The American Turner Topics, published since 1936, is the newsletter of the American Turners. The Turner movement, begun in Germany in 1811, stresses physical fitness and German culture. German immigrants brought the movement to the United States in the 1840s and in 1850 established a national Turner association that is today known as the American Turners. The newsletter contains reports on the activities of the national organization and of individual Turner societies, obituaries of Turner members, and articles about Turner history and philosophy.
The American Turners is a national German-American organization founded in 1850 by German immigrants. The American Turners advocated a liberal political philosophy, protected the political rights of German-Americans, and promoted the preservation of German culture. Strong believers in physical fitness, the American Turners lobbied to have physical education made a part of the educational curriculum in public schools.
In 1893 members of the Indianapolis German-American community living on the south side of Indianapolis broke away from the Indianapolis Socialer Turnverein to form the Indianapolis South Side Turners. This organization stressed physical fitness and the preservation of German culture and was a social and cultural center for German-Americans in the southern part of the city. In 1900 the South Side Turners built their hall, equipped with a gymnasium and meeting rooms, at 306 Prospect Street. The group sold the building in 1977 and today is based in German Park on South Meridian Street.
The Athenaeum Turners is a German-American organization founded in 1851 as the Indianapolis Turngemeinde. Its original emphasis was on promoting physical fitness and intellectual development, advancing the political interests of German-Americans, and preserving German culture. The Athenaeum, the Turners' home since its opening in 1893, served as a gathering place for the Indianapolis German-American community, and members of the Athenaeum Turners were prominent leaders in the political, business, educational, and cultural life of the city.
During the American Civil War (1861-1865), Indiana Governor Oliver P.Morton's staff recorded thousands of the governor's incoming andoutgoing telegrams in small, bound books. The governor and his staffcommunicated by telegraph with the highest and most prominentgovernment and military leaders in the North, including PresidentAbraham Lincoln and Secretary of War Edwin M. Stanton. Researchers willfind many uses of these messages. Historians studying politics andmilitary planning at the highest levels of federal and state governmentduring the Civil War will find many important communications. Personsstudying the organization and actions of Indiana volunteer regimentsand batteries will gain useful insights. Biographers, local historians,and genealogists will all learn much from consulting these records.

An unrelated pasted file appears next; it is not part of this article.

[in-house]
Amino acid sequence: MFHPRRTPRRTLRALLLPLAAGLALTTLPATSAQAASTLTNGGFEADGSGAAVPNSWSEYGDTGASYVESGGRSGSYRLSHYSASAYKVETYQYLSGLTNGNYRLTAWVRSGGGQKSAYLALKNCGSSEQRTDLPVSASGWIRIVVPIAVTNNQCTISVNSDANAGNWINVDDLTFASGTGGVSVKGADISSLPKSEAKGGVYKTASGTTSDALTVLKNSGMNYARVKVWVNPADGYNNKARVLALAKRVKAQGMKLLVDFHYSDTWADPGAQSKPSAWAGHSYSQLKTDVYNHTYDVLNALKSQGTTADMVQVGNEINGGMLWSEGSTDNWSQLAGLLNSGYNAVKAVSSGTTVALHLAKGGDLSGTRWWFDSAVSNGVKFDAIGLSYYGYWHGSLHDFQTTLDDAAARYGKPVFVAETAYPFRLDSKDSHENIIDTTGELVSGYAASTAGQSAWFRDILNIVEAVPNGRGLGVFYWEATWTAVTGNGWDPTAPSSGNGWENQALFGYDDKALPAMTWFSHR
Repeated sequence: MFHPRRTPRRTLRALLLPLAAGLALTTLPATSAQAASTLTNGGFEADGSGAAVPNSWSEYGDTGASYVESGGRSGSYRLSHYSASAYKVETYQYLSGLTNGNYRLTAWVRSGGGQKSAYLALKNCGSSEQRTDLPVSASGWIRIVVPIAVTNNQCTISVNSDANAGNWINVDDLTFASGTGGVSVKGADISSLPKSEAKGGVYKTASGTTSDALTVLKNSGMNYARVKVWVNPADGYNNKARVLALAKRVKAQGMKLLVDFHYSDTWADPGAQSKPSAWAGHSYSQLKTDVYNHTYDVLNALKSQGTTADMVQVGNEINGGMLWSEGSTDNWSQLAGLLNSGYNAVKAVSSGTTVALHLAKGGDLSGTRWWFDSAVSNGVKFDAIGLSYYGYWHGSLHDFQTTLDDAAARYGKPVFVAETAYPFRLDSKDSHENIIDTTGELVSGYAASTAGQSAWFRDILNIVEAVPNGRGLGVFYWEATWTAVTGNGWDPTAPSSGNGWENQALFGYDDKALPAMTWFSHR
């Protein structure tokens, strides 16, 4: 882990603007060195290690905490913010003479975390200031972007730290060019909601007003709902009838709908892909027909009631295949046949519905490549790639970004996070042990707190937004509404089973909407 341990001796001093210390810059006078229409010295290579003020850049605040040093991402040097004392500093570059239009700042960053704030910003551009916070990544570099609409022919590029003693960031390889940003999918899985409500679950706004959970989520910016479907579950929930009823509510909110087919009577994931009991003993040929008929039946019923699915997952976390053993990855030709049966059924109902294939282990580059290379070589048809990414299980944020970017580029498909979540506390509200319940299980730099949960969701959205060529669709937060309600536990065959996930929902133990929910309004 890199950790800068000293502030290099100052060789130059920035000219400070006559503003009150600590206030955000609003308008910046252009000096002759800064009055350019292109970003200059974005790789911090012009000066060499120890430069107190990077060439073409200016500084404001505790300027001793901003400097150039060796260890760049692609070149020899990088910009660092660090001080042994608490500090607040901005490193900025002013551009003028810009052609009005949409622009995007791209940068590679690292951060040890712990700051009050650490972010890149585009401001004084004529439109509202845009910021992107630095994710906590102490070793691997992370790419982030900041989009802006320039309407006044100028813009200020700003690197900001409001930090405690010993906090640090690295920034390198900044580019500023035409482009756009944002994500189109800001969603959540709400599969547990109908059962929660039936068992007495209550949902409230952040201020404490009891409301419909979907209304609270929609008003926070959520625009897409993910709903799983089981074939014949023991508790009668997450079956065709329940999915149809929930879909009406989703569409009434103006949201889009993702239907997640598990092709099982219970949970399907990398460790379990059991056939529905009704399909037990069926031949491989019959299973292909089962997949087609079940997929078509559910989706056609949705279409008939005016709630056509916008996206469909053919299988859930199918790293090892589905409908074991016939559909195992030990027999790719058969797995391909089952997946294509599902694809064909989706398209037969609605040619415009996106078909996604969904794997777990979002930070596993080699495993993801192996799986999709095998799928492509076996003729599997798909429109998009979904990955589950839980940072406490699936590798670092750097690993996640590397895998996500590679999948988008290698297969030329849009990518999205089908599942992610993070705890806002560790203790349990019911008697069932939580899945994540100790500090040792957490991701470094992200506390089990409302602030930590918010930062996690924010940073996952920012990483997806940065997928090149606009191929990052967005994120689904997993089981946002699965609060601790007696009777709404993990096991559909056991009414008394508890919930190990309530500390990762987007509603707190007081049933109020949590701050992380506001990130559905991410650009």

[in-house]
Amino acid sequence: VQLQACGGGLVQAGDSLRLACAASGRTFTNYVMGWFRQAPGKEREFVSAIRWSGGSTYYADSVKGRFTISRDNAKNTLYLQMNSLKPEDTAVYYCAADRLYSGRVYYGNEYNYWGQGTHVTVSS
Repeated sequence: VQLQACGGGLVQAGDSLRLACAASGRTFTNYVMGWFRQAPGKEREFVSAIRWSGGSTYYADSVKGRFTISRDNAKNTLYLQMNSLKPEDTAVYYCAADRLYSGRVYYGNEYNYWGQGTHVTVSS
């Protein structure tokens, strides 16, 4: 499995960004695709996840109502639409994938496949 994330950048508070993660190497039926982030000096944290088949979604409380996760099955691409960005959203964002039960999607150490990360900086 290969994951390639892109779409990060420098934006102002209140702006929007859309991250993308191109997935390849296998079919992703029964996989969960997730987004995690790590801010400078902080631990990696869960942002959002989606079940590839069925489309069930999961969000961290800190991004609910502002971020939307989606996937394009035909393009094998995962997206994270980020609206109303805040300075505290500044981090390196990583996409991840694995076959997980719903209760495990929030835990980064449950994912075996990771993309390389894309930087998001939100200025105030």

eArchives is an open access repository designed to store, preserve and provide access to the digital materials collected by the IUPUI University Library's Ruth Lilly Special Collections and Archives. The two main areas of emphasis are:
- IUPUI University eArchives documenting the publications and resources of this urban university
- Philanthropy eArchives documenting the scholarship and publications of the nonprofit sector.
The Indiana Historical Society (IHS) and Indiana University/Purdue University at Indianapolis (IUPUI) collaborated to establish this digital project pertaining to Flanner House. The approximately 5,000 digitized objects consist of photographic, manuscript, artifact, and printed images from the IHS and IUPUI Flanner House collections and several items related to Flanner House from various collections at the two repositories.
FOLIO (FOundation LIterature Online) is an online digital repository of foundation-sponsored research reports and publications covering the full scope of philanthropic activity. FOLIO, a project of the Foundation Center and the IUPUI University Library’s Ruth Lilly Special Collections and Archives, preserves and makes accessible material indexed in the Foundation Center’s PubHub .
The Indianapolis Maennerchor (men's choir), established in 1854 by German immigrants, is one of the oldest continuously active singing societies in the United States. The Maennerchor was an important organization in the early cultural life of Indianapolis, sponsoring musical events of national importance and bringing prominent singers and musicians to the city.
In 1893 members of the Indianapolis German-American community living on the south side of Indianapolis broke away from the Indianapolis Socialer Turnverein to form the Indianapolis South Side Turners. This organization stressed physical fitness and the preservation of German culture and was a social and cultural center for German-Americans in the southern part of the city. In 1900 the South Side Turners built their hall, equipped with a gymnasium and meeting rooms, at 306 Prospect Street. The group sold the building in 1977 and today is based in German Park on South Meridian Street. These photographs are part of the Indianapolis South Side Turners Records held by the IUPUI University Library Ruth Lilly Special Collections and Archives.
This collection of digital images visually represents IUPUI's history and development as a teaching facility, an academic institution, a continually transforming campus, and a group of ever growing students, faculty, and staff.